First District Judge Kevin Allen sentenced Womack, 37, to one-year incarceration for ordering women to expose parts of their bodies after pulling them over on false pretexts.
"We were told [in school] that if you need help, seek out a police officer," Allen told Womack before handing down the sentence. "And you have totally violated that principle that we teach our children. … Instead of getting the help and respect that [the victims] deserved, they were mistreated and demeaned."
Allen ordered the one-year term to run concurrently with an 18-month federal sentence imposed earlier this month. The federal case also deals with illegal strip-searches.
Womack had pleaded no contest in 1st District Court to two misdemeanor counts of custodial sexual misconduct and attempted custodial misconduct. Nine other charges were dismissed as part of a plea deal.
In a civil suit filed in August 2011, Reid claims Womack told her during a traffic stop that she needed to be searched for tattoos and piercings, because there was a warrant out for the arrest of a Tamsen Reid in Arizona. She was told either to strip down in his patrol car or go to jail.
Reluctantly, she agreed, and removed her shorts, underwear and shirt in his car, but refused when Womack tried to "check for a vaginal piercing," according to the lawsuit.
On Wednesday, Reid said that even after the incident, she still trusts law enforcement and wouldn't hesitate to call them for help, but added: "I'm more cautious and less naive about it."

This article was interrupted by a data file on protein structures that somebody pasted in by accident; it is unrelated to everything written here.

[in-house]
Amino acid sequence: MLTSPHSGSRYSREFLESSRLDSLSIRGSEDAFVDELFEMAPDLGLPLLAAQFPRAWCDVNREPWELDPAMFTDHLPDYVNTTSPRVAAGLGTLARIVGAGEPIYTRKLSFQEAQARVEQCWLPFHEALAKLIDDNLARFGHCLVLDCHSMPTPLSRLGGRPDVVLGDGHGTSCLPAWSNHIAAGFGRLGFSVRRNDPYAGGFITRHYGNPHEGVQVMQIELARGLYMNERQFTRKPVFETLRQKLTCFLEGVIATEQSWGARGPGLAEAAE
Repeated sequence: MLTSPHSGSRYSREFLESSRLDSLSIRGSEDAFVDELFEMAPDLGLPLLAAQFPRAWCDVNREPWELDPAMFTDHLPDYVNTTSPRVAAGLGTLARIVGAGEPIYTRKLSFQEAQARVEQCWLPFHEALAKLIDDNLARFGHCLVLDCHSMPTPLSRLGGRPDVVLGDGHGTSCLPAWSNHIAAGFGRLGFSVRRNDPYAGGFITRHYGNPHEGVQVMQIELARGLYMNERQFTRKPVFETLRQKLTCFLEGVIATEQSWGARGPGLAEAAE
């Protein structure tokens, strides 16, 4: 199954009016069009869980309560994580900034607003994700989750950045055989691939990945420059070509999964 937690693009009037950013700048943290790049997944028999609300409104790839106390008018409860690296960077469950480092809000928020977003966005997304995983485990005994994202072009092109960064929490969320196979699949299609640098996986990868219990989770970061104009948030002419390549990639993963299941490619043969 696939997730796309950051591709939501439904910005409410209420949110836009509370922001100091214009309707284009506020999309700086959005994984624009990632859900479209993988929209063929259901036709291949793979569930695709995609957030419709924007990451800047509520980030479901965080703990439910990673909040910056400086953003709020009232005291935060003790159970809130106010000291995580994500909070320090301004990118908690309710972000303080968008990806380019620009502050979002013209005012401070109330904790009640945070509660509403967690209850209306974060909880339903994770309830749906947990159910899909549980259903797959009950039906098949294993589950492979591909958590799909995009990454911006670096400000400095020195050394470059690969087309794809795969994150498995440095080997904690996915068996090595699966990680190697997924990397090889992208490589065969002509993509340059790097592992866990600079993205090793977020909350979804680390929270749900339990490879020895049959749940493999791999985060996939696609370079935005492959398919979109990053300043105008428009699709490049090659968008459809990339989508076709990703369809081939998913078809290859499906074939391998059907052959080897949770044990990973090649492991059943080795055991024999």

Reid was the only victim to attend Womack's sentencing Wednesday.
The civil suit against Womack is still pending as are two similar lawsuits.
Womack's attorney, Bernie Allen, said outside of court that if Womack apologizes, he will do so personally in writing. He said the man does not plan to pursue his law enforcement career once he is released from prison.
On Aug. 12, U.S. District Court Judge David Sam ordered Womack to turn himself into the U.S. Marshals Service on or before Oct. 14. The judge agreed to the delay to allow Womack to deal with the charges that were then still pending in state court, and with several health-related issues.
Womack pleaded guilty in federal court to two misdemeanor counts of violating the civil rights of women he unlawfully strip-searched during routine traffic stops in 2010. According to state and federal charges, he ordered at least eight women to expose parts of their bodies after pulling them over on false pretexts between July 2010 and July 2011. He was fired in July 2011 after a victim filed a lawsuit.
As part of the plea deal, prosecutors dropped six other counts pending against Womack in federal court.
Womack admitted in the federal case to using a ruse similar to what happened to Reid to get two women to partially undress.